Optical coherence tomography (OCT) can detect coronary vascular changes beyond the capabilities of angiography in pediatric heart transplant recipients, according to a study published July 18 in JACC: Cardiovascular Imaging.
This intravascular imaging technique could be used to inform the medical management of these patients and potentially provide an earlier diagnosis of cardiac allograft vasculopathy (CAV), a leading cause of graft failure and death for this population.
“After the diagnosis of CAV, graft survival at six years ranges between 42 percent and 48 percent,” wrote lead author Eimear McGovern, MB, with British Columbia Children’s Hospital in Vancouver, and colleagues. “This reflects the difficulties encountered with managing this condition and the need for improved early diagnosis and earlier targeted treatment.”
Researchers from centers in Canada, Spain and Germany performed both angiography and OCT in 110 cases. Patients were 11.9 years old on average and a median 6.5 years removed from cardiac transplantation. OCT findings were analyzed on the basis of two measurements the authors considered to have clinical relevance: intima thickness and the ratio of the intima/media cross-sectional area (I/M CSA).
A total of 26 cases showed evidence of abnormal intima size (greater than 0.25 mm) while 11 cases had severe intima thickening (greater than 0.4 mm). Importantly, angiographic findings were normal for eight of the children with severe thickening, which has been linked to inflammatory states from chronic illness and infectious disease and may be a precursor to CAV. However, the authors said additional serial imaging studies are needed to confirm whether intima thickening progresses over time and represents a harbinger for CAV.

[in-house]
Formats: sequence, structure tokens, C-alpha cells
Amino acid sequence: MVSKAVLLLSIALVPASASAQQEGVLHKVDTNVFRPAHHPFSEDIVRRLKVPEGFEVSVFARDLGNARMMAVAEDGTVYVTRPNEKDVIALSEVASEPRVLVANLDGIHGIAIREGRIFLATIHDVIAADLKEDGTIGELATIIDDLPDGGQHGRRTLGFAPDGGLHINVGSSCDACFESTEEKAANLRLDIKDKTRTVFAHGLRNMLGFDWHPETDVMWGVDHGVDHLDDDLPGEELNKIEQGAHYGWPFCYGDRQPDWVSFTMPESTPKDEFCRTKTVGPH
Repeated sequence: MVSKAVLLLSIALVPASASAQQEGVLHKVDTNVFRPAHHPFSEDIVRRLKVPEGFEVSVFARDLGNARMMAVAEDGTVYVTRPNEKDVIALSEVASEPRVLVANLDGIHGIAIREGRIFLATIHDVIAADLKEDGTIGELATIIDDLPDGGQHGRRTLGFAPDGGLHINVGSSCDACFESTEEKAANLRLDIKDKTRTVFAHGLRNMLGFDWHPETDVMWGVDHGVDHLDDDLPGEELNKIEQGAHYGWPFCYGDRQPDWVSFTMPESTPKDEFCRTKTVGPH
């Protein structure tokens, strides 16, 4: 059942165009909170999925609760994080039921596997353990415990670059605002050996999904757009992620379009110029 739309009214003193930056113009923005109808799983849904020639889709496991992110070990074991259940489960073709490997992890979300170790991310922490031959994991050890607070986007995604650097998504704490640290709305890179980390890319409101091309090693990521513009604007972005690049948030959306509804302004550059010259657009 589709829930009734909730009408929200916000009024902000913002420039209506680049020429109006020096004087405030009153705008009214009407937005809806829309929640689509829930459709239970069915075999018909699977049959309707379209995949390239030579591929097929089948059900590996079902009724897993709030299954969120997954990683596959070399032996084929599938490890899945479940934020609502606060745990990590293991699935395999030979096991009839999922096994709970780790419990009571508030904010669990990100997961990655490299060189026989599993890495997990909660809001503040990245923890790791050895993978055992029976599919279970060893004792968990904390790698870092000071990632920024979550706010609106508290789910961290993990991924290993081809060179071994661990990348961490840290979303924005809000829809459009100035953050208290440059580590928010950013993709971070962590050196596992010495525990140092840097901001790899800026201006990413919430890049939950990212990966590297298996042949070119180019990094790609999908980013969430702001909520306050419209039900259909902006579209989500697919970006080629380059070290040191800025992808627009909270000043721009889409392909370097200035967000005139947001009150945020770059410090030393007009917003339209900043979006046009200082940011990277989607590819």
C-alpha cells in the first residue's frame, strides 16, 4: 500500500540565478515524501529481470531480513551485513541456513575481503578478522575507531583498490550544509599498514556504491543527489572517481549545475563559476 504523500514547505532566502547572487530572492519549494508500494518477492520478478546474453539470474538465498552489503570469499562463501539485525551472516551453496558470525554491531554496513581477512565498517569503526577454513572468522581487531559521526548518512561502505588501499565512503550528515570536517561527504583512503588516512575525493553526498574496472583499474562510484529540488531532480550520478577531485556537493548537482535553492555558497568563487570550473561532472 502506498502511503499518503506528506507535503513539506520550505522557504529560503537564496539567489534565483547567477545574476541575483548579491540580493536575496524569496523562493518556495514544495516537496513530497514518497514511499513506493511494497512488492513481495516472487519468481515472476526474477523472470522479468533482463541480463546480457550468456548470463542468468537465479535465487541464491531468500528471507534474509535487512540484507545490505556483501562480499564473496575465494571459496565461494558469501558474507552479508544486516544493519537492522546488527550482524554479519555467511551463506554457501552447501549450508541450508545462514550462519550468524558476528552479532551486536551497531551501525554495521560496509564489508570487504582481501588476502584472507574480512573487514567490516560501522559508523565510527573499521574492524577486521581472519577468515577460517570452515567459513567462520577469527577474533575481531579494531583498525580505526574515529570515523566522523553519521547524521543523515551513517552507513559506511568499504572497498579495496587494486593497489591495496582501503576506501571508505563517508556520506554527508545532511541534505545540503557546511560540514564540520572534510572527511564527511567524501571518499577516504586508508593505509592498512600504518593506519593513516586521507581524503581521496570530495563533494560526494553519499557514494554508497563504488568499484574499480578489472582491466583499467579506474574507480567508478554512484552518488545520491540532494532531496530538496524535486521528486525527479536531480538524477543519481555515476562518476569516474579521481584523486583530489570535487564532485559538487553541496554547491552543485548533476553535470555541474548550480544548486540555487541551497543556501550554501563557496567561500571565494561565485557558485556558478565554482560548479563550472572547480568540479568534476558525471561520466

In this study, the I/M CSA ratio was significantly higher for children diagnosed with CAV, while maximal intima thickness was greater for patients with current or previous antibody-mediated rejection.
“Intimal thickening is prevalent in this population and is often angiographically silent,” McGovern et al. wrote. “Our study demonstrated that, even in cases of severe intima thickening, angiography results were most often normal. OCT is readily able to identify structural coronary changes that have not become manifest in the form of lumen narrowing.”
The authors also found OCT findings prompted a change in medical management in 17 percent of cases. These patients had normal angiographic findings but higher than normal I/M CSA ratios and/or intima thicknesses. Patients with maximal intima thickness above 0.25 mm were four times more likely to have a change in medication versus those below that threshold.
The authors said there is now “a growing body of evidence” supporting that statins are safe for children. This finding, coupled with the fact that more intima thickening was observed in patients not taking statins, suggests future heart transplant guidelines should consider adding recommendations for statin therapy, they added.
One limitation of the study is it didn’t have a control group of healthy children to compare artery anatomy. The authors also acknowledged it’s tricky to pin down average or reference anatomical measurements in the pediatric population, which contains a wide variety of ages and sizes.